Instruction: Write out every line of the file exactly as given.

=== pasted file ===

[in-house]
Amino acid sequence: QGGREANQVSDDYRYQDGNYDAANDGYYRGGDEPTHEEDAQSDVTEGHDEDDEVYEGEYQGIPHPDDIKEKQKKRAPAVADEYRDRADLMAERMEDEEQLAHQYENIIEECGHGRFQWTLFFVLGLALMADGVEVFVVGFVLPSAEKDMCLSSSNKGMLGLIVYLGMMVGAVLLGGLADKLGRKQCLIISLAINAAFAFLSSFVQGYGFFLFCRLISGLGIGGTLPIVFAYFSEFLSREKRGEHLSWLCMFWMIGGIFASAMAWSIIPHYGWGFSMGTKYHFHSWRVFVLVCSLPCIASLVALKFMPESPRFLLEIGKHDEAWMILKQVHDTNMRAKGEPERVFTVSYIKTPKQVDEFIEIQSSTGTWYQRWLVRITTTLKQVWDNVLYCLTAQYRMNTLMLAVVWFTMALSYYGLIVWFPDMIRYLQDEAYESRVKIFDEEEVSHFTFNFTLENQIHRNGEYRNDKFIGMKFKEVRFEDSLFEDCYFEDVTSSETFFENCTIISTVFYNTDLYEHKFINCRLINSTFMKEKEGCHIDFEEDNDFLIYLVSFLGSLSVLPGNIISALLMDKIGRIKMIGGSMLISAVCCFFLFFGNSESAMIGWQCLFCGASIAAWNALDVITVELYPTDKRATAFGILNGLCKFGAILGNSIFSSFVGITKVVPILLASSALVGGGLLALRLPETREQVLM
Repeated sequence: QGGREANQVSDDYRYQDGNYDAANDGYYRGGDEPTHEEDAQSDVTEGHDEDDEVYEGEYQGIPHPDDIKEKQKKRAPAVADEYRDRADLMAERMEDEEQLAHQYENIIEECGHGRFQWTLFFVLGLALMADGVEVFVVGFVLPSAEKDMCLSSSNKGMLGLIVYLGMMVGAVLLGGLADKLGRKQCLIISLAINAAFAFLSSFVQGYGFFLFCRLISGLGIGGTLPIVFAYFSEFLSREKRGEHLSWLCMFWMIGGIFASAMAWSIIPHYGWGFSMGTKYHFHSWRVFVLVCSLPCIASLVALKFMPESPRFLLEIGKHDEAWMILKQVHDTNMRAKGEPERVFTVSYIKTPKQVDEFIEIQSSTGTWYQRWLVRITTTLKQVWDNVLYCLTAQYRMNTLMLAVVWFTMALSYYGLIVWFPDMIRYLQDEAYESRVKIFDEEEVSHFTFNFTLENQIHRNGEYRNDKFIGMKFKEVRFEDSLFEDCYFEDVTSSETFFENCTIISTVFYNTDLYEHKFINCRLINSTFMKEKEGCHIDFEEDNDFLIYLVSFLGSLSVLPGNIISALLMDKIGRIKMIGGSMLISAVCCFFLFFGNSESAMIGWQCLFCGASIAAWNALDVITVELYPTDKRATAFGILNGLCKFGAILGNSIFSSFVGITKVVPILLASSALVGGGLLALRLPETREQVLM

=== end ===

[in-house]
Amino acid sequence: QGGREANQVSDDYRYQDGNYDAANDGYYRGGDEPTHEEDAQSDVTEGHDEDDEVYEGEYQGIPHPDDIKEKQKKRAPAVADEYRDRADLMAERMEDEEQLAHQYENIIEECGHGRFQWTLFFVLGLALMADGVEVFVVGFVLPSAEKDMCLSSSNKGMLGLIVYLGMMVGAVLLGGLADKLGRKQCLIISLAINAAFAFLSSFVQGYGFFLFCRLISGLGIGGTLPIVFAYFSEFLSREKRGEHLSWLCMFWMIGGIFASAMAWSIIPHYGWGFSMGTKYHFHSWRVFVLVCSLPCIASLVALKFMPESPRFLLEIGKHDEAWMILKQVHDTNMRAKGEPERVFTVSYIKTPKQVDEFIEIQSSTGTWYQRWLVRITTTLKQVWDNVLYCLTAQYRMNTLMLAVVWFTMALSYYGLIVWFPDMIRYLQDEAYESRVKIFDEEEVSHFTFNFTLENQIHRNGEYRNDKFIGMKFKEVRFEDSLFEDCYFEDVTSSETFFENCTIISTVFYNTDLYEHKFINCRLINSTFMKEKEGCHIDFEEDNDFLIYLVSFLGSLSVLPGNIISALLMDKIGRIKMIGGSMLISAVCCFFLFFGNSESAMIGWQCLFCGASIAAWNALDVITVELYPTDKRATAFGILNGLCKFGAILGNSIFSSFVGITKVVPILLASSALVGGGLLALRLPETREQVLM
Repeated sequence: QGGREANQVSDDYRYQDGNYDAANDGYYRGGDEPTHEEDAQSDVTEGHDEDDEVYEGEYQGIPHPDDIKEKQKKRAPAVADEYRDRADLMAERMEDEEQLAHQYENIIEECGHGRFQWTLFFVLGLALMADGVEVFVVGFVLPSAEKDMCLSSSNKGMLGLIVYLGMMVGAVLLGGLADKLGRKQCLIISLAINAAFAFLSSFVQGYGFFLFCRLISGLGIGGTLPIVFAYFSEFLSREKRGEHLSWLCMFWMIGGIFASAMAWSIIPHYGWGFSMGTKYHFHSWRVFVLVCSLPCIASLVALKFMPESPRFLLEIGKHDEAWMILKQVHDTNMRAKGEPERVFTVSYIKTPKQVDEFIEIQSSTGTWYQRWLVRITTTLKQVWDNVLYCLTAQYRMNTLMLAVVWFTMALSYYGLIVWFPDMIRYLQDEAYESRVKIFDEEEVSHFTFNFTLENQIHRNGEYRNDKFIGMKFKEVRFEDSLFEDCYFEDVTSSETFFENCTIISTVFYNTDLYEHKFINCRLINSTFMKEKEGCHIDFEEDNDFLIYLVSFLGSLSVLPGNIISALLMDKIGRIKMIGGSMLISAVCCFFLFFGNSESAMIGWQCLFCGASIAAWNALDVITVELYPTDKRATAFGILNGLCKFGAILGNSIFSSFVGITKVVPILLASSALVGGGLLALRLPETREQVLM